Biden announced yesterday that major West Coast shipping ports would be running 24/7 to ease bottlenecks in the system
Yesterday the White House warned that many popular toys may not get here in time for Christmas (pictured: A couple shopping for the remaining towels in an otherwise empty Home Goods department of Sears in El Paso, Texas on October 10)
The consumer-price index also rose by 0.4 percent from August to September, according to data released by the Labor Department on Wednesday. That’s a 5.4 percent year-over increase, the highest in 13 years.
While slower than June’s record-setting 0.9 percent increase, it likely won’t be enough to turn the tide of inflation in time for Christmas.
Together the California ports see 40 percent of all shipping containers that enter the US.
Long Beach expanded its operations to 24-hours seven-days-per-week last month. Now, Los Angeles port officials and union leaders have agreed to add off-peak nighttime and weekend hours to help drive consumer prices down as well.
Goods at the Port of Los Angeles move 25 percent faster at night than during the day, White House officials have said.
They argue that expanding to overnight operation would help lighten the load on other links in the supply chain by easing traffic congestion during the day.
As of Monday, there were 62 ships berthed at the two ports and 81 waiting to dock and unload, according to the Marine Exchange of Southern California.
Supply chain issues have hampered the economic recovery from the coronavirus pandemic and are tightly linked with the broader challenge of inflation confronting Biden.
Donald Trump took aim at his former rival on Wednesday in a statement mocking the multiple crises Biden is facing, including rising consumer prices.
‘COVID is raging out of control, our supply chains are crashing with little product in our stores, we were humiliated in Afghanistan, our Border is a complete disaster, gas prices and inflation are zooming upward—how’s Biden doing? Do you miss me yet?’ the former president said.
Trump mocked Biden’s handling of multiple national crises in a statement Wednesday morning
White House officials estimate that more than 3,500 additional shipping containers per week will be sent by night through the end of the year.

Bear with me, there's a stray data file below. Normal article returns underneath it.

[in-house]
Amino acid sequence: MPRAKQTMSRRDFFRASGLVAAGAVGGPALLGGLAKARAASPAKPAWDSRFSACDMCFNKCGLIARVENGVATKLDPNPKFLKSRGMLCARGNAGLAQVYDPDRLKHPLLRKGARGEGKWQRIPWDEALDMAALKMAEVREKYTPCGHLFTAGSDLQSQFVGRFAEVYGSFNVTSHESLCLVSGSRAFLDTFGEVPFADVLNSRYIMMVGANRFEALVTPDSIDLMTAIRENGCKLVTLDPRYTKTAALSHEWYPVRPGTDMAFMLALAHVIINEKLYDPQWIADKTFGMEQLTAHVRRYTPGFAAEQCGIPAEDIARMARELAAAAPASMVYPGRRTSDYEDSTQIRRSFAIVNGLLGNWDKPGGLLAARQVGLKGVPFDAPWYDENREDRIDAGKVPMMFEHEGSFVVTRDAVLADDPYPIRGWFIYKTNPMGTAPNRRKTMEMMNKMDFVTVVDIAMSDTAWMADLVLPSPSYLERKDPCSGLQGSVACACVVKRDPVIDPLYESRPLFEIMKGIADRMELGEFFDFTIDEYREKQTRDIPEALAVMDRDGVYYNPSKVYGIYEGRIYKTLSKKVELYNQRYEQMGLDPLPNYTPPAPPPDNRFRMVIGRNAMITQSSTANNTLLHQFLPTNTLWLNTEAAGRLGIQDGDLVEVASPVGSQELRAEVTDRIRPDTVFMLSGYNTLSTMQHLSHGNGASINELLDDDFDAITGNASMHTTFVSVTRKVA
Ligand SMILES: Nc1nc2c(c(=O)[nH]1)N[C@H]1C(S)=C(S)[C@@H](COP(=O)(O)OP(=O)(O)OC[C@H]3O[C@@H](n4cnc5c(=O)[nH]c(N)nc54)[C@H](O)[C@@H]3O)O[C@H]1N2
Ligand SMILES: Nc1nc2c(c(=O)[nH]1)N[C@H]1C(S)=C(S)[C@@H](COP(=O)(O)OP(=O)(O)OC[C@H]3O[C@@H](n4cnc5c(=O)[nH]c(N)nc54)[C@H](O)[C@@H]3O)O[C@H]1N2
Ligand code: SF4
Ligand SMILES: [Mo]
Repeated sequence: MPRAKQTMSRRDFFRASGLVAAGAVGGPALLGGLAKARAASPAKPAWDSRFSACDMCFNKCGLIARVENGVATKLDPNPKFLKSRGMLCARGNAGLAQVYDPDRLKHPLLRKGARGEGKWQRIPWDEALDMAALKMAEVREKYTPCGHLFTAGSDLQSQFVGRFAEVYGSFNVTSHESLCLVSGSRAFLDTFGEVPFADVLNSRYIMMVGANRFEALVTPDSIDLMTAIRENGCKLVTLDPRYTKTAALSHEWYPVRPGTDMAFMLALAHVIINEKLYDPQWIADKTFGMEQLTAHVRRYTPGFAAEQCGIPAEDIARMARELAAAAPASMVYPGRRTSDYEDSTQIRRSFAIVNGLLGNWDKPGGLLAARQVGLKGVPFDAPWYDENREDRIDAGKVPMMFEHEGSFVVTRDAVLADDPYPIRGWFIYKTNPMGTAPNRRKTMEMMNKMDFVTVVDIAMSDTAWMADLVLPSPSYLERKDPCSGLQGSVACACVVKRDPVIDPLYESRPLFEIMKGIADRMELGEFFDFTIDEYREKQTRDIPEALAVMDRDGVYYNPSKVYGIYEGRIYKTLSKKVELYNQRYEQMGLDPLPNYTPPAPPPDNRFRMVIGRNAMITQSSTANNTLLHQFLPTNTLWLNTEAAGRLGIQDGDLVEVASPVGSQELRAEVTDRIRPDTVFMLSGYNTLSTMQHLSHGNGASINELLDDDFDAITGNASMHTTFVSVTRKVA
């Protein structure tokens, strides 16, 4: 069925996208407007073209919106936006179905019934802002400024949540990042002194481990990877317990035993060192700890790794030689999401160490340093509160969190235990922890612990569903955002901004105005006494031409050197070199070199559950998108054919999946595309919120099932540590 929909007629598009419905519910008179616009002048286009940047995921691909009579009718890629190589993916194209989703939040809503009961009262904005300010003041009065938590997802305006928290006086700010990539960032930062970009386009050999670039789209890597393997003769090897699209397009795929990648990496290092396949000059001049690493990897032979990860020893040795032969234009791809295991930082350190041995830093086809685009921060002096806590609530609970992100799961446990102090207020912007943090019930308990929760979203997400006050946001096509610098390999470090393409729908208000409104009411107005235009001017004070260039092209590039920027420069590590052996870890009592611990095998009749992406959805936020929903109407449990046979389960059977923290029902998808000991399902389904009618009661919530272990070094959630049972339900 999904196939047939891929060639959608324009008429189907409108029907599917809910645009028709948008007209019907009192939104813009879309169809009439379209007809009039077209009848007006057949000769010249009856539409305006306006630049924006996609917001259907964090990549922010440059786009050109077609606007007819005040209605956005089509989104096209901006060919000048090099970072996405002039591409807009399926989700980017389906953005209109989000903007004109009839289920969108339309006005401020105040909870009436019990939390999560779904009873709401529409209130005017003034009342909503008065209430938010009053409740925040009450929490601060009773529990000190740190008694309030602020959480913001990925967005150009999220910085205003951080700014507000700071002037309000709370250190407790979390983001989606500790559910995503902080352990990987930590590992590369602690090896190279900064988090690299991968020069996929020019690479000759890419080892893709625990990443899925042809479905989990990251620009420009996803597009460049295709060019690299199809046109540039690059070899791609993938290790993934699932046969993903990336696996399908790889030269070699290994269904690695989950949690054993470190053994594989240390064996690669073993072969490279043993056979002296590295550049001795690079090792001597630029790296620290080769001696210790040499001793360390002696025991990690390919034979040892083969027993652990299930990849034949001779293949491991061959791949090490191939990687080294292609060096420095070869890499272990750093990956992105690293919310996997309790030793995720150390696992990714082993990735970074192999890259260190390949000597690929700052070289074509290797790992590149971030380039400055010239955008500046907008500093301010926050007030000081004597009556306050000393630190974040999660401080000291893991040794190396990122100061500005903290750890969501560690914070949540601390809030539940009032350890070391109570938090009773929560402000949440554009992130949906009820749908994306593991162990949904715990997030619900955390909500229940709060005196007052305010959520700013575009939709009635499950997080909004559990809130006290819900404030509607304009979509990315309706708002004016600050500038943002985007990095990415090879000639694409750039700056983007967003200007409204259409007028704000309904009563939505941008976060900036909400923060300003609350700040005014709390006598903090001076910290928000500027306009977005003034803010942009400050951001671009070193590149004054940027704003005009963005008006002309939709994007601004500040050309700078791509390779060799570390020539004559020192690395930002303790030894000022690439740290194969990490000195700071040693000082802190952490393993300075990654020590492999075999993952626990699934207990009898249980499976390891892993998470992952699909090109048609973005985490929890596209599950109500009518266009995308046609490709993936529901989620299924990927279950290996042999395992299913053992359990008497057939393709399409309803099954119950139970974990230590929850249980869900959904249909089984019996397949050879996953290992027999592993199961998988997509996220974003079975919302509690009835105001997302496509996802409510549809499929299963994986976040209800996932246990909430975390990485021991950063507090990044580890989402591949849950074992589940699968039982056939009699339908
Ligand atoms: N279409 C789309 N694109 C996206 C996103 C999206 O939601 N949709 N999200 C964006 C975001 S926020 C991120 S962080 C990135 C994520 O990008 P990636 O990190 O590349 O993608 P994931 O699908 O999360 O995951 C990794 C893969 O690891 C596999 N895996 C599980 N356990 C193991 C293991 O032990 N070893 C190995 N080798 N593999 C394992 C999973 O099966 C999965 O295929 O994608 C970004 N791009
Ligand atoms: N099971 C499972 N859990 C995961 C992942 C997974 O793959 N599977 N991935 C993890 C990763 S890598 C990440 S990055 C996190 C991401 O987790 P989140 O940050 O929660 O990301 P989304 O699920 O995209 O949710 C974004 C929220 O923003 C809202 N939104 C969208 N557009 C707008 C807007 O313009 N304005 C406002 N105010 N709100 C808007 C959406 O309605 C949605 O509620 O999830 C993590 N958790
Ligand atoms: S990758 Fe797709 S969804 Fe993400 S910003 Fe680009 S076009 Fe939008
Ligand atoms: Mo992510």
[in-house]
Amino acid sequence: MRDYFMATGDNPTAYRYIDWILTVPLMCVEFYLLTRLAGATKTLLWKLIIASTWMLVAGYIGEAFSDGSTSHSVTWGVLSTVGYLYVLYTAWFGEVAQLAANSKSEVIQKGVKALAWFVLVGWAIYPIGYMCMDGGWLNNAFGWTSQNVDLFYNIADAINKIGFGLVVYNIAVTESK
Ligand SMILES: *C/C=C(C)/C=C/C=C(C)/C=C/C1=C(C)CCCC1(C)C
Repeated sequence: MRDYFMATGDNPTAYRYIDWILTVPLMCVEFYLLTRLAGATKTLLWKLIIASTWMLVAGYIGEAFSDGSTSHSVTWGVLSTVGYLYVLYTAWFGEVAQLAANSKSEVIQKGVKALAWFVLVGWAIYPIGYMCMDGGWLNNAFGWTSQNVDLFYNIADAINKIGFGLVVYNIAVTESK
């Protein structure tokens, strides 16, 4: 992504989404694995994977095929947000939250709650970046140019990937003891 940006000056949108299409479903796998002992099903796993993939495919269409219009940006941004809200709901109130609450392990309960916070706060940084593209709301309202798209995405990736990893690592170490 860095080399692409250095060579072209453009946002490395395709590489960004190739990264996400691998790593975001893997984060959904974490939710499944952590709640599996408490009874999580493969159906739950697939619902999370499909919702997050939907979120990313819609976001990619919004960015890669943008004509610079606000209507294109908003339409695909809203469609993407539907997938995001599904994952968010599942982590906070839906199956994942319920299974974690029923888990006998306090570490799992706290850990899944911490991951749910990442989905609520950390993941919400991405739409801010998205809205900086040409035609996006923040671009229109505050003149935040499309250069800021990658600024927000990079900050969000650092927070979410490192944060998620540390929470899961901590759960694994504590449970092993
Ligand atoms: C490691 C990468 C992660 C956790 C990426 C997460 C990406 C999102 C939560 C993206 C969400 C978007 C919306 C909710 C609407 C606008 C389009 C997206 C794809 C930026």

Yesterday the White House warned shoppers that popular kids’ toys could be out of reach come Christmas as Biden and Congressional Democrats struggle to turn the economic tailspin around.
Stores across the country have become increasingly barren thanks to a series of bottlenecks in the global supply chain.
Many goods that are made in China – like toys, clothes, home appliances and more – are stuck either in factories there or in containers on board cargo ships off the coast that are waiting their turn to dock.
At almost every link in the chain, there is a shortage; there aren’t enough yard workers to unpack the cargo on the ships quickly enough, nor are there enough drivers able to ferry them around on the ground. In stores, retailers don’t have enough workers to unpack them once they arrive.
It has created a nightmare economic scenario where demand for goods is far outpacing supply, driving inflation and in turn raising prices for Americans.
Republican lawmakers have frequently blasted Biden’s $1.9 trillion coronavirus relief package for fueling higher prices.
A recent analysis issued by the investment bank Goldman Sachs estimates that ‘supply-constrained goods’ account for 80 percent of this year´s inflation overshoot, yet the political criticism continues to sting as housing and oil prices add to inflationary pressures.
The Biden administration has argued that higher inflation is temporary. Yet the supply chain issues have persisted months after the economy began to reopen and recover after vaccines lessened many of the risks from the pandemic.